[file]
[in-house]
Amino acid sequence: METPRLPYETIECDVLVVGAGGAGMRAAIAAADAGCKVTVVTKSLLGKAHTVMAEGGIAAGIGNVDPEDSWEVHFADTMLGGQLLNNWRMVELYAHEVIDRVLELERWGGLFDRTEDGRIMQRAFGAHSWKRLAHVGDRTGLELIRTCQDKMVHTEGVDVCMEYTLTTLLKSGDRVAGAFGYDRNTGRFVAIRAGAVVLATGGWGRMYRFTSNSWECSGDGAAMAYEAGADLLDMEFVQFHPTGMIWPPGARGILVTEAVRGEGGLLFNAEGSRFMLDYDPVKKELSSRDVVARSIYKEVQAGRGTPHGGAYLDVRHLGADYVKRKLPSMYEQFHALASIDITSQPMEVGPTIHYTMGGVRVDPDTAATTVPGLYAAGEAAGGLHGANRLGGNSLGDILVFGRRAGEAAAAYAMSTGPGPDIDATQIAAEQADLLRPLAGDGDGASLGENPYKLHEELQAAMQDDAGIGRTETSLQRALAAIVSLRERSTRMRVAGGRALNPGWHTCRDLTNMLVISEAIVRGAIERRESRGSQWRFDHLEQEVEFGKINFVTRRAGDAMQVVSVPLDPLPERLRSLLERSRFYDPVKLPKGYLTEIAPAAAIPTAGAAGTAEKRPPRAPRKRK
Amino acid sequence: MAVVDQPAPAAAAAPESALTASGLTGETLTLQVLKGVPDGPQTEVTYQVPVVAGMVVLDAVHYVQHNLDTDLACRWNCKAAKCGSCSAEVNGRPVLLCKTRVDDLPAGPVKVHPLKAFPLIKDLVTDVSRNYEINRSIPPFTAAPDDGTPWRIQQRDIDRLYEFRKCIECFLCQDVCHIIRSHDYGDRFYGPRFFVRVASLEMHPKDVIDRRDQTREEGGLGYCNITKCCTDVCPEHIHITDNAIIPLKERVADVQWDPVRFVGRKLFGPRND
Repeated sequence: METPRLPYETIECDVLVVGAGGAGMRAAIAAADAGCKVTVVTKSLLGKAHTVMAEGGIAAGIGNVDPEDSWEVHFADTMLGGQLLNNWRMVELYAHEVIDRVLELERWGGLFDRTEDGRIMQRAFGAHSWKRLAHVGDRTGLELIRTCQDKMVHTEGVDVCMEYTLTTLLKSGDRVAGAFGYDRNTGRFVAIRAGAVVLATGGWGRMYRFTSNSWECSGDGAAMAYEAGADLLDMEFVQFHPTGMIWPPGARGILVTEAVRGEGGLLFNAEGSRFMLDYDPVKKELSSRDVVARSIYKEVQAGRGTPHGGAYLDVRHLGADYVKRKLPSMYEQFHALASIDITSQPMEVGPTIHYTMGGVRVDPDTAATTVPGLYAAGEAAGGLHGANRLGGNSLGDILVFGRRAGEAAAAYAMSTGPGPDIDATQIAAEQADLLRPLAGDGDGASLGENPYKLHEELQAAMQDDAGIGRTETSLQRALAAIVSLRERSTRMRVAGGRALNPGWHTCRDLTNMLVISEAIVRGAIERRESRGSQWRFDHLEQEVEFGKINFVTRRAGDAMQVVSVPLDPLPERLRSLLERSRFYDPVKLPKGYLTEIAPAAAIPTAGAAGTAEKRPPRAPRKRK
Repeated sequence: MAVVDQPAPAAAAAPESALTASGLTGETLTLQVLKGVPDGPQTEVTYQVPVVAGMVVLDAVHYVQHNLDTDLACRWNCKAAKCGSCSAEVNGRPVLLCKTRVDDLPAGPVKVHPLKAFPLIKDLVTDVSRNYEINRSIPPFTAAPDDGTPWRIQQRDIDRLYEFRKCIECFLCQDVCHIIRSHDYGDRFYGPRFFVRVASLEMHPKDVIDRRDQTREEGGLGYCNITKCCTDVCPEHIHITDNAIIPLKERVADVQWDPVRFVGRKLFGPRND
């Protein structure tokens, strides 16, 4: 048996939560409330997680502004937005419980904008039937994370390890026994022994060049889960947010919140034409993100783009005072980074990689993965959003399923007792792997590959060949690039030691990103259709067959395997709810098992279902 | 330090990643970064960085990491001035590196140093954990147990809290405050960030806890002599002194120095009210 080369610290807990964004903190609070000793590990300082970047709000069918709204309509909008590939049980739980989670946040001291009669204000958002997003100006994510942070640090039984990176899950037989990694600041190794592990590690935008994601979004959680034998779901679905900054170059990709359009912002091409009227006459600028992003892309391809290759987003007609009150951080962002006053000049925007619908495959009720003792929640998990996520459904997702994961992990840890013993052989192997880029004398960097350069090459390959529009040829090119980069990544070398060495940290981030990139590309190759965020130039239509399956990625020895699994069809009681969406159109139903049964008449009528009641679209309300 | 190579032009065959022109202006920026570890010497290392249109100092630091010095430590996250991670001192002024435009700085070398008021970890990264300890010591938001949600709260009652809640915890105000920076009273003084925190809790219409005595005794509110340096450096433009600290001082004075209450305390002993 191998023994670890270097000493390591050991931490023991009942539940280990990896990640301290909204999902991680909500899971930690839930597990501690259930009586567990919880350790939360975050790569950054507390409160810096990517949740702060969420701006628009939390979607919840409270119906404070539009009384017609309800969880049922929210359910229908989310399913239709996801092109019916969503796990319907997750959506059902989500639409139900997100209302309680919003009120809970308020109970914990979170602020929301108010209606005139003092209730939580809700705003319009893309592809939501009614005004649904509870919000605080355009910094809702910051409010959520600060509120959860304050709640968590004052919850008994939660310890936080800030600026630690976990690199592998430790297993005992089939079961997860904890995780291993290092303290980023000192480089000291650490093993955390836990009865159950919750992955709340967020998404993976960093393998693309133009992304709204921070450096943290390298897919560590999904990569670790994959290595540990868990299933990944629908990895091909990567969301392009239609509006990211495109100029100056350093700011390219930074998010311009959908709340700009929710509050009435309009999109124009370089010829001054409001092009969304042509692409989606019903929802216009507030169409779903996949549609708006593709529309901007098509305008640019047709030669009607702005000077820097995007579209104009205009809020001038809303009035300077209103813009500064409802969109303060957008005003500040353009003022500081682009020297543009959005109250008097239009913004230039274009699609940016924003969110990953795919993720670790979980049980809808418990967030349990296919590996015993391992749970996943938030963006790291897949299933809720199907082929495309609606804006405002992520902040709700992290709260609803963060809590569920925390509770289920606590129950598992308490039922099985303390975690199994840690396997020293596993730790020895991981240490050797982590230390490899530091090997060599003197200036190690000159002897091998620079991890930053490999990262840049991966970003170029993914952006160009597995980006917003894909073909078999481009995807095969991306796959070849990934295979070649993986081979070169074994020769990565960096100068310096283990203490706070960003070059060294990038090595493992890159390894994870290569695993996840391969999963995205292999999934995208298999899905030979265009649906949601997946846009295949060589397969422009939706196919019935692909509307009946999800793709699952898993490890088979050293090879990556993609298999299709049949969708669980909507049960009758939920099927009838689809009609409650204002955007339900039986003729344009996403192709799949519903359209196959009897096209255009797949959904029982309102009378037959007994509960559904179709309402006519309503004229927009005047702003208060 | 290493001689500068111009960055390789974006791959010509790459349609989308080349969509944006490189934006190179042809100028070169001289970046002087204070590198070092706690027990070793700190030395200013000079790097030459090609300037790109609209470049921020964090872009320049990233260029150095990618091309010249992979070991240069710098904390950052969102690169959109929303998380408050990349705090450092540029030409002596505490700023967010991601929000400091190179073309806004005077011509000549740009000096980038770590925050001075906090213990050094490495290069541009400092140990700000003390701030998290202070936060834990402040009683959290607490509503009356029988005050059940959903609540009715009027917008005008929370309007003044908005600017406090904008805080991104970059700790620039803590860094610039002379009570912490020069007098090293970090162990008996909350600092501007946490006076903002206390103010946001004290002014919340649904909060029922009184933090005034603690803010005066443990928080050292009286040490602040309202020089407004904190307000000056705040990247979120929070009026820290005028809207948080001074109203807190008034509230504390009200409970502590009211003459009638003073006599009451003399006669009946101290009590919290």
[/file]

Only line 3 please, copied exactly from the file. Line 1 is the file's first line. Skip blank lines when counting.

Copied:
Amino acid sequence: MAVVDQPAPAAAAAPESALTASGLTGETLTLQVLKGVPDGPQTEVTYQVPVVAGMVVLDAVHYVQHNLDTDLACRWNCKAAKCGSCSAEVNGRPVLLCKTRVDDLPAGPVKVHPLKAFPLIKDLVTDVSRNYEINRSIPPFTAAPDDGTPWRIQQRDIDRLYEFRKCIECFLCQDVCHIIRSHDYGDRFYGPRFFVRVASLEMHPKDVIDRRDQTREEGGLGYCNITKCCTDVCPEHIHITDNAIIPLKERVADVQWDPVRFVGRKLFGPRND